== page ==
When business planning isn’t unified, the leadership team can’t really get quality insights fast enough to improve the business performance. Because planning is a cornerstone to budgeting and forecasting processes, both are impacted when the planning processes are carried out in a containerized way supported by inferior technology. The different departments and functions suffer the consequences of a fragmented planning approach.
Despite the many attempts to join and synchronize all planning activities, these planning processes remain disconnected because they rely on different technologies and systems that cannot provide a common data structure.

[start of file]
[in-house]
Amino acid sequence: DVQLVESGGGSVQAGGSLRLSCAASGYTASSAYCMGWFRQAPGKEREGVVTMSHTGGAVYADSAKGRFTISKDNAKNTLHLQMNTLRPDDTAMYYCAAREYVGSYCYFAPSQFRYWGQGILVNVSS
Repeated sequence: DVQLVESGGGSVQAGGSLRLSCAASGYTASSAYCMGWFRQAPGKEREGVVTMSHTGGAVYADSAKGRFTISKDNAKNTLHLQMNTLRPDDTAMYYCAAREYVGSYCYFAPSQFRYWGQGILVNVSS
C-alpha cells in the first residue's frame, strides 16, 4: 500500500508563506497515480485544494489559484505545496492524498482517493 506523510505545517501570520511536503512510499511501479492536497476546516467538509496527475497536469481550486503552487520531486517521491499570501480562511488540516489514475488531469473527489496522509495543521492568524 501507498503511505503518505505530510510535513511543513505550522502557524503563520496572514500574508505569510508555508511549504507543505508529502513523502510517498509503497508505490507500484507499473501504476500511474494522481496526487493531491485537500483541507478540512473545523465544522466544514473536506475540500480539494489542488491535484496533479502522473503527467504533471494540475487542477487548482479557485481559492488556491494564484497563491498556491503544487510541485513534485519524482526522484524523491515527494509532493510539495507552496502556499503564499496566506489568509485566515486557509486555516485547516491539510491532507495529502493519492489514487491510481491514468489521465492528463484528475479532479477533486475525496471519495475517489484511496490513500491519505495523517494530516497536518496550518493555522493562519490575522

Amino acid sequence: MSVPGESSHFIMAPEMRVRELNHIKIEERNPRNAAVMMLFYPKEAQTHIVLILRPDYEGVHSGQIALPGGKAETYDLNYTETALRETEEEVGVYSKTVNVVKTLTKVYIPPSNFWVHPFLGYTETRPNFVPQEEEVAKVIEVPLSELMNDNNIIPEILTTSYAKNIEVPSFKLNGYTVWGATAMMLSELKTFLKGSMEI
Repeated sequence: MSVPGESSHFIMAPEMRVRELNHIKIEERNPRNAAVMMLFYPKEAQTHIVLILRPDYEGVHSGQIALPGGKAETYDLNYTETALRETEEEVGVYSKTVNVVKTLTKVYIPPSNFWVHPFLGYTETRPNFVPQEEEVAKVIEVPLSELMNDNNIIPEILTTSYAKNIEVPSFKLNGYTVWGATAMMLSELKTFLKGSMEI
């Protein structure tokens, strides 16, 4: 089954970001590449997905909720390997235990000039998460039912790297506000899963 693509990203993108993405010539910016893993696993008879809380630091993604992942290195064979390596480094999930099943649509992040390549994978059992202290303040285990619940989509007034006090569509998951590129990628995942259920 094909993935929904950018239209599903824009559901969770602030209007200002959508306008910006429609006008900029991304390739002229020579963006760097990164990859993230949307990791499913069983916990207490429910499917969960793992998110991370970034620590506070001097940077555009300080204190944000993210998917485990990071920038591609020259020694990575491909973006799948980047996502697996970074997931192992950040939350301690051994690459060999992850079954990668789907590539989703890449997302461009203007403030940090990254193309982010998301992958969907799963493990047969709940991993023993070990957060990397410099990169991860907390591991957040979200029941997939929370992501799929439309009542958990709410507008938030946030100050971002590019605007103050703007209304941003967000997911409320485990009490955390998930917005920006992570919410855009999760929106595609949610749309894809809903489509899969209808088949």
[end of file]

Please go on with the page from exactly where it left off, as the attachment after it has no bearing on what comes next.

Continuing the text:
But a (better) way forward exists, one where the CFO leads the change by implementing a collaborative planning approach with business lines and other functions. Whether that occurs through xP&A, integrated business planning or connected planning, ultimately what CFOs really need to do is unify business planning.
By unifying IBP or connected planning processes, organizations ensure they take a data-first approach to all planning activities. Such planning approach aims to unify business strategy with planning, budgeting and forecasting activity for all business lines and functions – providing one single version of the truth. That single version is verifiable and certified in just one technology platform.
Learn how to unify Integrated Business Planning in our next blog: